Tuesday, 22 January 2008

Hamas says won't abandon rockets under Israel attack

By Khaled Yacoub Oweis

DAMASCUS, Jan 22 (Reuters) - Hamas leader Khaled Meshaal said on Tuesday Palestinians would continue to target Israel with rockets until the Jewish state ended what he called its "onslaught" in the occupied West Bank and Gaza.

But he said the Islamist group would consider any deal that ended Israeli attacks and restored Palestinian rights.

Hamas leaders have offered a long-term truce with Israel in return for a viable Palestinian state in the West Bank and the Gaza Strip.

Hamas says it will not formally recognise Israel and its 1988 founding charter calls for the destruction of the Jewish state.

"We are dealing with aggressive Zionist behaviour. Let Israel stop its aggression and its occupation of Palestinian land and the resistance, including rockets, will stop," Meshaal told Reuters in an interview.

"If the Zionists make an offer we will study it. Our cause is based on steadfastness and patience. The enemy will not break us," he said.

Israel says its attacks on Gaza, which have killed and wounded scores of Palestinians, and a blockade on the narrow coastal strip are aimed at stopping rockets and cutting support for the groups firing them.

Meshaal said international pressure that forced Israel to resume fuel deliveries to a power plant in Gaza should continue until the blockade was removed.

"This immoral and inhumane siege has been going on for months. The Arabs must take responsibility as well and not leave the Palestinians alone," Meshaal said, referring to the repeated closures of a crossing to Egypt.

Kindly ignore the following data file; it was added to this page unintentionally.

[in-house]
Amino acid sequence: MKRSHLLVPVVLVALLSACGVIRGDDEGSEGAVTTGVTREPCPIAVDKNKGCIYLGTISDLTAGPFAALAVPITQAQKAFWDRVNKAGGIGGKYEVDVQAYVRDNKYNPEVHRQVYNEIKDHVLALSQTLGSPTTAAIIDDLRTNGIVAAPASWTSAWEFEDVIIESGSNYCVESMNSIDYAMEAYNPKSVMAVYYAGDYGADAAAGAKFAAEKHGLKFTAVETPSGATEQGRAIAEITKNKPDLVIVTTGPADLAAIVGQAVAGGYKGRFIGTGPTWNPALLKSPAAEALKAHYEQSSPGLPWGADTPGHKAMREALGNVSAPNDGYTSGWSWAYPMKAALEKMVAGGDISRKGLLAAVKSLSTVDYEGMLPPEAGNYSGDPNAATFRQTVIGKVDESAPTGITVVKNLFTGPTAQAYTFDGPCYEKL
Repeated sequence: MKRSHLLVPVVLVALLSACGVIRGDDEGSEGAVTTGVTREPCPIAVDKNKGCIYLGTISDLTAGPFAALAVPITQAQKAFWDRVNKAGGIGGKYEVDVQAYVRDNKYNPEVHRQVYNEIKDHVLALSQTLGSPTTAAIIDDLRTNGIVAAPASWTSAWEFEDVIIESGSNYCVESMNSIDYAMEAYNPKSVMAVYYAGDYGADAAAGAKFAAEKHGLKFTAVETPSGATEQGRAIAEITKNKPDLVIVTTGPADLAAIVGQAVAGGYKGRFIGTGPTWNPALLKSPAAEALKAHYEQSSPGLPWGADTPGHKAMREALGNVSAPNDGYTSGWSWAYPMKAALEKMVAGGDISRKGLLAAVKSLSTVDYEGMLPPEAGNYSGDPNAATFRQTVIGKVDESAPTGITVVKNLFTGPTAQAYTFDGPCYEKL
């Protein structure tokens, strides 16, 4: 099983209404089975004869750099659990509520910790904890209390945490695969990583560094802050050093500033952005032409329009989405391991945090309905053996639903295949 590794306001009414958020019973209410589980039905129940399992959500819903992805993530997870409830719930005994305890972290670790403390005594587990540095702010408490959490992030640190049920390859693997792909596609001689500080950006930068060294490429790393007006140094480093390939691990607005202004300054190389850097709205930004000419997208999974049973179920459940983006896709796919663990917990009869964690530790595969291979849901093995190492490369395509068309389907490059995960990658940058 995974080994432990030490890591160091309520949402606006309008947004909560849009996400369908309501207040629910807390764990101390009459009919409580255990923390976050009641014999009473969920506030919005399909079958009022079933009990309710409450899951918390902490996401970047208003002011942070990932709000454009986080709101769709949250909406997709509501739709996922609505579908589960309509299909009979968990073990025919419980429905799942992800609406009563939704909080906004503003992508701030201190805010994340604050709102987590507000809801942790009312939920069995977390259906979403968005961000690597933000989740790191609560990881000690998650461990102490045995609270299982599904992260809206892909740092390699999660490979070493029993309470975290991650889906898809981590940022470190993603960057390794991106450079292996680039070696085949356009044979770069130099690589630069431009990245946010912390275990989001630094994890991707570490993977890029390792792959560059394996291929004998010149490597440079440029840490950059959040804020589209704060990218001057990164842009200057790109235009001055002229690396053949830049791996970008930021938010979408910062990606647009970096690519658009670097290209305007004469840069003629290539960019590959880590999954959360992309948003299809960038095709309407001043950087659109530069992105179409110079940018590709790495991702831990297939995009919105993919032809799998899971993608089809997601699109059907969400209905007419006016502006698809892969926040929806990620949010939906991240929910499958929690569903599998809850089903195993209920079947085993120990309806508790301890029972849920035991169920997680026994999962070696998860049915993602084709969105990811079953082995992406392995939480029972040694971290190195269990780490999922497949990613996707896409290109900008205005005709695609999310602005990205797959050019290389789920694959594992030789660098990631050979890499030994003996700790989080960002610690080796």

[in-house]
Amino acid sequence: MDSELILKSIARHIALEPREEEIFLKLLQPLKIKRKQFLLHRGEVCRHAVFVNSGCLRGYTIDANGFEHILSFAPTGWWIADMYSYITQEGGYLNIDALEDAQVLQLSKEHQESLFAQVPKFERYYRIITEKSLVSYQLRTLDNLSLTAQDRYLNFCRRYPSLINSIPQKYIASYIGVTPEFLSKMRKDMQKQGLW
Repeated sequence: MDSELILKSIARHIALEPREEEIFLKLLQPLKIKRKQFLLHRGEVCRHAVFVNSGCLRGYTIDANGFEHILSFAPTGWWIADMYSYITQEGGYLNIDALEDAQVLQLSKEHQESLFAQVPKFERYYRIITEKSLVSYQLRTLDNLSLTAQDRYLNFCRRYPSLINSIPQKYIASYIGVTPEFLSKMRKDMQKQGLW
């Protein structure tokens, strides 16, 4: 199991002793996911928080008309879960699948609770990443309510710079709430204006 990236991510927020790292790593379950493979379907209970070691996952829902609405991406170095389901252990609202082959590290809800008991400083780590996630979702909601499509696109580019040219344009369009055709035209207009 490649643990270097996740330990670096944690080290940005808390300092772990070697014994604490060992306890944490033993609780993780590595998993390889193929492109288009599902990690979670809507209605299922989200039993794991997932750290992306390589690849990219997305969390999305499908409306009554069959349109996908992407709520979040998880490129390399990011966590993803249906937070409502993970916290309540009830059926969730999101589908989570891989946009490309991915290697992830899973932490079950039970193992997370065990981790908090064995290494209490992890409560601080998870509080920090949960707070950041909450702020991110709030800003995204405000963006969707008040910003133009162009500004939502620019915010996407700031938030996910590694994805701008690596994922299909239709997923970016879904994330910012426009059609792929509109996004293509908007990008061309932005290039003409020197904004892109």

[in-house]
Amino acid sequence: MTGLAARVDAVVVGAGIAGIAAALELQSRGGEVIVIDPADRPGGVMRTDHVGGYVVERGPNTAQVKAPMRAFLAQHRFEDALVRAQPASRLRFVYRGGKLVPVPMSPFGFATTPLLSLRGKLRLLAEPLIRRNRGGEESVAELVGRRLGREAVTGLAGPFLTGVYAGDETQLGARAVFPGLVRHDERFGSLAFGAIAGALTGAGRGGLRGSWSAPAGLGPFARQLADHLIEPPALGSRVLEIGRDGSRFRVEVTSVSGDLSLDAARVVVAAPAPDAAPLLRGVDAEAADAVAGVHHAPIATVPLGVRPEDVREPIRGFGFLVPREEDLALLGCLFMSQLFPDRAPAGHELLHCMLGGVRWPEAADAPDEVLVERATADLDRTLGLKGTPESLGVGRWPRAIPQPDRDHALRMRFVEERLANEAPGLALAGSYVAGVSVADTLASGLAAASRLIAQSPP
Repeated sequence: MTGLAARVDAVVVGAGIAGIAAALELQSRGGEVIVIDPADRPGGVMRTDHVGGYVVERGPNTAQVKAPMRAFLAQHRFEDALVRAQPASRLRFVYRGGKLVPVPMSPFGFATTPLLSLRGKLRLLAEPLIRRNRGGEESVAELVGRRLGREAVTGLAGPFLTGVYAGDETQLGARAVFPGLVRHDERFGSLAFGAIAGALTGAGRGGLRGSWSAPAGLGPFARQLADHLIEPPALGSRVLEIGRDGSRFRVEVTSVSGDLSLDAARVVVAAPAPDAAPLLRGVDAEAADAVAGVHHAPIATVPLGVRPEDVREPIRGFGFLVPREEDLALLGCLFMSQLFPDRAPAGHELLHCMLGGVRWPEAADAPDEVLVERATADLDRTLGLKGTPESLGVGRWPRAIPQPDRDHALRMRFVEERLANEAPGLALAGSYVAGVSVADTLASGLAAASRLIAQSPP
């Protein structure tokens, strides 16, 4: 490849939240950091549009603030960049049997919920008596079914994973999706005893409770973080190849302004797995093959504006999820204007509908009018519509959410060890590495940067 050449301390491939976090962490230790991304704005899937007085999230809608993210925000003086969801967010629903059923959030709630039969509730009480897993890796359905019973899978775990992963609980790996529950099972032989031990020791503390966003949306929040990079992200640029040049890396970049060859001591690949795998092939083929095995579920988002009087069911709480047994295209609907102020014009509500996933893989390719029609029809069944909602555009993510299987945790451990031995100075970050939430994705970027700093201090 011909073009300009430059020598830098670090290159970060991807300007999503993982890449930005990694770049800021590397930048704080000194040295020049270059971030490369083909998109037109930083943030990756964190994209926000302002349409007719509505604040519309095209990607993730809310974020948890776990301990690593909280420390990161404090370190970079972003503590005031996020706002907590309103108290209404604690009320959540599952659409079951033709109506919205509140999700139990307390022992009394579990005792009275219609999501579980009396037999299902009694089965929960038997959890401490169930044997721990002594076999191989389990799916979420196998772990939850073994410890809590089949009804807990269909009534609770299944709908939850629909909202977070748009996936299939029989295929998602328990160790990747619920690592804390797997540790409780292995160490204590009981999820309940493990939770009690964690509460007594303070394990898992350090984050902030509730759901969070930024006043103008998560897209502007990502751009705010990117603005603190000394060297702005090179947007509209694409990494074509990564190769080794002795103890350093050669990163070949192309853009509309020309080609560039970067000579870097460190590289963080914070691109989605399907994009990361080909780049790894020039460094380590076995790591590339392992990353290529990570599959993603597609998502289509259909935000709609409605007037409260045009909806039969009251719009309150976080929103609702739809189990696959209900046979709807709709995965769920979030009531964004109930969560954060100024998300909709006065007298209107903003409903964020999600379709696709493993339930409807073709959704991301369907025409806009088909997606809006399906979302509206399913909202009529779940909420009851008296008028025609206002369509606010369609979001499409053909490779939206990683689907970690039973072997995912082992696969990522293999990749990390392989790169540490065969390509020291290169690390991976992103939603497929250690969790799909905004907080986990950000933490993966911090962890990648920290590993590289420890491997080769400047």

Asked about what Hamas critics call the futility of armed struggle against Israel's far superior military forces, Meshaal said there was no other way to force Israel to relinquish occupied land.

"A diplomatic effort without strong cards and Palestinian unity that does away with resistance lacks the basis for success," Meshaal said, referring to peace talks with Israel led by Palestinian President Mahmoud Abbas.

The talks were launched after the Annapolis peace conference, which was hosted by the United States in November.

"These talks are useless with Israel insisting on holding on to the big settlements, refusing to respect the 1967 line and the refugees' right of return," he said.

Meshaal repeated his call on Abbas to accept unconditional talk with Hamas to solve differences between the two groups that have led to violence and two administrations in Gaza and the West bank.

"It is time to turn the page on the peace talks and reach consensus on a new strategy that forces Israel to return Palestinian land," Meshaal said.

Palestinian groups opposed to the peace talks, including Hamas, will hold a large meeting in Damascus on Wednesday.

Organisers said the conference, which will be also attended by a number of independent and national Palestinian figures, will issue a call for unity.

"We have no option but to hold on to national rights and sit on the table to solve the internal Palestinian crisis," he said. (Editing by Ibon Villelabeitia)
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